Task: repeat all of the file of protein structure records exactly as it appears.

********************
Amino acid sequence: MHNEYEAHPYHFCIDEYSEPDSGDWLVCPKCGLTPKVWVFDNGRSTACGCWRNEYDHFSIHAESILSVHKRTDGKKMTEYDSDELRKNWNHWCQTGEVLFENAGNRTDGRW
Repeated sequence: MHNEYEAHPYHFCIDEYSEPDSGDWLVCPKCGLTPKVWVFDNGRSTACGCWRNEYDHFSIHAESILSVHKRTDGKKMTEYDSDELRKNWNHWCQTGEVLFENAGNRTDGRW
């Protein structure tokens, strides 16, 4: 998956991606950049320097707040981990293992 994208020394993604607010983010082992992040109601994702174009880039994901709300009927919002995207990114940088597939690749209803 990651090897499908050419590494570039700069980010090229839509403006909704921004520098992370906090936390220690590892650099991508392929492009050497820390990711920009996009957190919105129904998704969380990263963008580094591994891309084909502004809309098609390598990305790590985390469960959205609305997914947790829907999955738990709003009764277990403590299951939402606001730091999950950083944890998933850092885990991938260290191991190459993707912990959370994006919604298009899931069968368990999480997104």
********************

Amino acid sequence: MHNEYEAHPYHFCIDEYSEPDSGDWLVCPKCGLTPKVWVFDNGRSTACGCWRNEYDHFSIHAESILSVHKRTDGKKMTEYDSDELRKNWNHWCQTGEVLFENAGNRTDGRW
Repeated sequence: MHNEYEAHPYHFCIDEYSEPDSGDWLVCPKCGLTPKVWVFDNGRSTACGCWRNEYDHFSIHAESILSVHKRTDGKKMTEYDSDELRKNWNHWCQTGEVLFENAGNRTDGRW
């Protein structure tokens, strides 16, 4: 998956991606950049320097707040981990293992 994208020394993604607010983010082992992040109601994702174009880039994901709300009927919002995207990114940088597939690749209803 990651090897499908050419590494570039700069980010090229839509403006909704921004520098992370906090936390220690590892650099991508392929492009050497820390990711920009996009957190919105129904998704969380990263963008580094591994891309084909502004809309098609390598990305790590985390469960959205609305997914947790829907999955738990709003009764277990403590299951939402606001730091999950950083944890998933850092885990991938260290191991190459993707912990959370994006919604298009899931069968368990999480997104």